Need For Speed – Need For Story, Need For Dialogue – Review

NEED FOR SPEED

Courtesy DreamWorks and Disney

It’s The Cannonball Run minus Dom DeLuise!  But, it turns out Dom DeLuise is the key to that whole formula working.  Who knew?

Aaron Paul stars as Tobey Marshall – a great driver from the wrong side of the tracks in Mount Kisco, NY.  Tobey never escaped this town and made it big, even though he might have been the greatest racer who ever lived.  Of course, his fiercest rival, the slimy Dino Brewster (Dominic Cooper), did make it out and he made it big as a Formula One driver who raced at the Indy 500.

Now, Tobey needs money to save his family business, and decides to enter into a deal with his nemesis.   However, the evil Dino double crosses our hero, and frames him for a horrendous crime.

Upon getting out of jail, Tobey pursues justice as he attempts to get invited to participate in a highly lucrative and illegal underground race where he could defeat Dino and prove his innocence.  It’s not for glory and prize winnings.  This time it is personal!

Who will win the race?

Along with feeling the Need for Speed, I was feeling the need for dialogue, the need for a good story, and the need for characters who are more than one-dimensional.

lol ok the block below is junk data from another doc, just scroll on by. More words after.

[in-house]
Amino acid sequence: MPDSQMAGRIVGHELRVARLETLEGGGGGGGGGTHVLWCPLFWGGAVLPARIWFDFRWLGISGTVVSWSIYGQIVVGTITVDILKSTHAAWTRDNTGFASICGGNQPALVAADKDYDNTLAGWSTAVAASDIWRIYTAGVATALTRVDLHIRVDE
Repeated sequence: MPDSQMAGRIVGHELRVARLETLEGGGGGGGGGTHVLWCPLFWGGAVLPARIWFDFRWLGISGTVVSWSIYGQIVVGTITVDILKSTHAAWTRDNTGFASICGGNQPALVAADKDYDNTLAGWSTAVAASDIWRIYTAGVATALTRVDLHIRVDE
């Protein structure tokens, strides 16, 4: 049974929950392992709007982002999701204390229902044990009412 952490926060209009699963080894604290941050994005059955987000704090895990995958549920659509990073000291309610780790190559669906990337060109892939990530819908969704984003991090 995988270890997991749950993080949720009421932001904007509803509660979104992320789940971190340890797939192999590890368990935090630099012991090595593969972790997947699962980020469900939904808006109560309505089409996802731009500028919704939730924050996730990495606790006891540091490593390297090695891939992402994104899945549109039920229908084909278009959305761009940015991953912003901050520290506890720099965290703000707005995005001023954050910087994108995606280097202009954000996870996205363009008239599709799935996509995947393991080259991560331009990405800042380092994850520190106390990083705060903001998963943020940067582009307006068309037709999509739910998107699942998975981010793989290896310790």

One couple who sat directly in front of me brought their 4-year old daughter to see this movie.  While that means they should be slapped for such horrendous judgment, I did have to laugh as the young child predicted EVERY SINGLE twist and turn in the “plot”.

Yes, I am putting “plot” in quotation marks because the real “plot” of Need for Speed is thus:

Chase and/or Race Scene.

Some talking that means nothing.

Another Chase and/or Race Scene.

More ridiculous, pointless talking, this time between the pretty girl and the lead (because we have to have a love story?).

Another Chase and/or Race Scene.

More talking that leaves you hoping and yearning for another Chase and/or Race Scene.

Here’s that Chase and/or Race Scene!

It goes on and on like that for about 2 hours.  Yep, 2 hours!

Sophomoric is a great way to explain the script.  Writer George Gatins obviously knows Need For Speed is not about the dialogue or building complex characters engaged in some compelling narrative.  He is just filling in sections between the race scenes, but doing so in the most basic and obvious of ways.

Even Paul and the cast have to know this.  They could all be Laurence Olivier and Meryl Streep and it wouldn’t matter.  Need For Speed is not an actors’ movie, or a writers’ movie, or a directors’ movie.  It’s a stunt persons’ movie.

Of course, Need For Speed is full of cool cars, so you have to give them some credit.

1waffles_sml1 Waffle (Out of 4)     

Need For Speed is rated PG-13 for sequences of reckless street racing, disturbing crash scenes, nudity and crude language.

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